At Coastal Camp Claire made friends with Audrey, Ingrid, Jessica, Olivia and Vivian. Apparently it was the reincarnation of Golden Age Hollywood up there.
Archive for July, 2009
Jeremy: “Fall On Your Sword does live shows.”
Rachel: “We have to go.”
J: “No, they’re small and East Coast.”
R: “Not any more.”
J: “They’re On The Internet now…”
I’ve been reading Jeffrey Toobin’s fearsomely brilliant The Nine. As usual with books like this I am cast into despair, this time because I am not a supreme court justice. Nevertheless it’s a cracking read, and I’ve been staying up late to finish chapters.
It surprises me how much I knew: I remembered every case Toobin discusses in any detail. And it surprises me how much I did not know. I had quite the wrong impressions of Sandra Day O’Connor and Harriet Miers (although I was right enough on Thomas and Scalia.) Kennedy and Souter are extraordinary characters too. To change is to be progressive. Conservatives stay the same.
Jeremy jokes that I am reading a big book about ringwraiths. It’s a joke that’s been made before, but I am finding it comforting in this context. Despite my best efforts I remain a status-obsessed starfucker; that is, a chimpanzee. It’s good to be reminded that the pursuit of power for its own sake hollows people out and turns them into monsters.
…and now everything smells evocative. I walked into my bedroom and through the open window came a fresh blue-green breath of the year I was 24.
I’ve already whinged about this on the Twitter, but hey, this is mah blog and no one can stop me if I want to whinge some more.
Being a grownup sucks. Yeah, I can buy all the lollies I want, just like I dreamed when I was little, but the good stuff is all in Australia and the crap they have here – they call it “candy” – tastes like an alloy of high fructose corn syrup, trans fats and Bisphenol A plastic. Yeah I don’t have to go to school any more and can work whatever hours I want: pity those hours are 8am – 6pm most days. Yeah I could afford a spectacular horse. Pity that money is earmarked for trivialities like, you know, my kids.
It is in dentistry that these conflicts are made explicit. I never liked dentists much anyway, and after the gross dentist in the Manning Building who would make inappropriate comments and “accidentally” brush my breasts, dislike turned to something not far off panic. I do love the dentist I have now, Claude Sidi. He is an amateur Impressionist painter in the style of Monet, and he works out of 450 Sutter, a dazzling Deco masterpiece whose lobby is panelled in insane faux-Mayan bronze. The building is full of dentists, so its nickname is 450 Suffer.
And that’s the thing. I was appalled the first time I came to an American dentist. They have these – metal spikes. They use them to scrape all the tartar off your teeth, where they meet the gums. Actually below that, in what they call the “pockets.” So they dig around in there. With metal spikes. Did I mention the metal spikes? Next comes an ultrasonic tool, which whines at you while doing much the same thing. It’s not agonizing. The first few minutes you think, This is not so bad. But you’re upside down, with your mouth open and a stranger inside it, and a tiny vacuum sucking away the water and saliva and blood and pieces of tartar and gum. And it goes on, and on.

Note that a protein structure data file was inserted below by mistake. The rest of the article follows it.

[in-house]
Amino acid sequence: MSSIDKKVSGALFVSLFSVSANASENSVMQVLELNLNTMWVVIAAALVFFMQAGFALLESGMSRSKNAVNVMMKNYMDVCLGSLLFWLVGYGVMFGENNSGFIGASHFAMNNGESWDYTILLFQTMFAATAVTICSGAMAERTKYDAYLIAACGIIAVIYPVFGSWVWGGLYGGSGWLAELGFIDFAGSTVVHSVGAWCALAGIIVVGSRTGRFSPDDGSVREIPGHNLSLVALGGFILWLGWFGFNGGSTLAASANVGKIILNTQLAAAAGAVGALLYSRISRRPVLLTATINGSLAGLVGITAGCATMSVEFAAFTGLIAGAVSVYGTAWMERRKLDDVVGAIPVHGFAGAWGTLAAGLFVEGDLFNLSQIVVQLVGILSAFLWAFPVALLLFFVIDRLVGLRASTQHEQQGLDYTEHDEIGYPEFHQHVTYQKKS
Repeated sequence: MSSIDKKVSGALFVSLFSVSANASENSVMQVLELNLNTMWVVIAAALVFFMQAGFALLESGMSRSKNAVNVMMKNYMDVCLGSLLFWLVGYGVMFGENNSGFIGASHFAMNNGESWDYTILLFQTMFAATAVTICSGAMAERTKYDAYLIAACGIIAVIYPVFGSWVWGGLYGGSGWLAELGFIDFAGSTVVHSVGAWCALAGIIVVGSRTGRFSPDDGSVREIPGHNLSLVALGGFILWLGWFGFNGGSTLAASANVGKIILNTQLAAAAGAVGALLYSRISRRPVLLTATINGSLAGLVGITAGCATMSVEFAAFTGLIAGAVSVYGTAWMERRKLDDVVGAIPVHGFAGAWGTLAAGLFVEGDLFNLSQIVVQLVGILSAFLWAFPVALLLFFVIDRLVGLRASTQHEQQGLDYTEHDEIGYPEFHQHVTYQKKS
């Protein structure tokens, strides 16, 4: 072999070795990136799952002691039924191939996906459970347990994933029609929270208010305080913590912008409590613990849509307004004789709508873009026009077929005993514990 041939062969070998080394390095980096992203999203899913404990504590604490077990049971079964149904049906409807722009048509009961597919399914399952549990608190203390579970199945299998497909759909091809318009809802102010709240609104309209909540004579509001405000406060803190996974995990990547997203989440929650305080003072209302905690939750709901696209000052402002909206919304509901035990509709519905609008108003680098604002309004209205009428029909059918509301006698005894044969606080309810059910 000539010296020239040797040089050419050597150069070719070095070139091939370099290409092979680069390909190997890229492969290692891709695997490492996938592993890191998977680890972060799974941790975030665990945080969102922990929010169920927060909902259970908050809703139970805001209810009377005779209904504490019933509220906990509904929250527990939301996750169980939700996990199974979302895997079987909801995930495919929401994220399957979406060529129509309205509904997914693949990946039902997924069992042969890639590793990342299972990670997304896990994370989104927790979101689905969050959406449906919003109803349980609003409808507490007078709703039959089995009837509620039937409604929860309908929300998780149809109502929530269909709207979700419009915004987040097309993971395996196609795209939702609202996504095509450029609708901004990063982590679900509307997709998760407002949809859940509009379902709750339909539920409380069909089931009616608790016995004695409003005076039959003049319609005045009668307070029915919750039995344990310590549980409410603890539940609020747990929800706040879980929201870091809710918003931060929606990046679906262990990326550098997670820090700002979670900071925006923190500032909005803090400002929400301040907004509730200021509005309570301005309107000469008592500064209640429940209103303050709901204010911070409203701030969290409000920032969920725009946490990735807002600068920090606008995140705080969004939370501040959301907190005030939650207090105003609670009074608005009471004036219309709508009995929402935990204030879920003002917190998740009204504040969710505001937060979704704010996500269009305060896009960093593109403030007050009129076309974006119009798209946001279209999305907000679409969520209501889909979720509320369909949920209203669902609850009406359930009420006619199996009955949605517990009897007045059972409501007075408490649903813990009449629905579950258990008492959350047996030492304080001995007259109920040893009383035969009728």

This kind of invasive cleaning has no doubt kept my teeth much healthier than they used to be, and this is the most irksome thing of all. I’m a staunch advocate of preventive health as cheaper and more effective than reactive emergency measures. Deferring present gratification for future gain is wise and mature and rational. It just sucks. I don’t like it. I want lollies. And a pony. Wah.
There was a gopher snake at the farm. Jamey saw that it had eaten a mouse; there was a mouse shape halfway down its slender body. Jamey lifted it! Where I come from you do not take liberties with snakes to whom you haven’t been introduced. This snake was very forbearing. Julia did not get to pet it, though, and she wept all the way back to the domes.
When we first arrived there was a little bird peeping in the cabin. She beat herself against the windows overlooking the river until she was exhausted. Then she let me pick her up in my hands and carry her quickly to the door. Her feathers thrummed. She leapt into the air, apparently unharmed, and soared across the river to the trees on the far ridge.
We packed up the Jetta and hit the road on Friday. North over the GG Bridge to Santa Rosa, where we hit Trader Joe’s and stocked up on salad and filet mignon. North again to logging town Cloverdale then out on 128 to Boonville, funny little Anderson Valley enclave that used to have its own language. We grabbed a late lunch and I called my Dad to note that Boonville is Barraba’s Californian twin.
Up and over Mountain View Road, which predictably made Julia sick. Jeremy cleverly had her catch the product in his empty coffee cup, so clothes and car were unscathed. And then we were out in the coastal meadows, and we drove down the dirt road that leads through a redwood glen and down to Oz.
We parked on the gravel by the Garcia River and carried all our bags and groceries over the makeshift bridge and up through the oak glen. On the other side of the river, in a meadow ringed with redwoods, are two wooden geodesic domes. One dome has a kitchen and the other a bathtub, and there are five beds tucked into lofts and so on. The whole building is ringed with decks that look out on the river and meadow. There’s a hot shower out on the deck, under a tree.
We stayed there all weekend. Jamey and Carole and Rowan arrived late on Friday night, after seeing deer and a skunk and a bat and a wild boar on the drive up. We woke the next morning to hear all the children playing together happily. We made scrambled eggs with smoked salmon and a huge salad, and ate it out on the deck. We swam in the river. We made a fire in the potbellied stove and read library books. We napped. We made rack of lamb for dinner.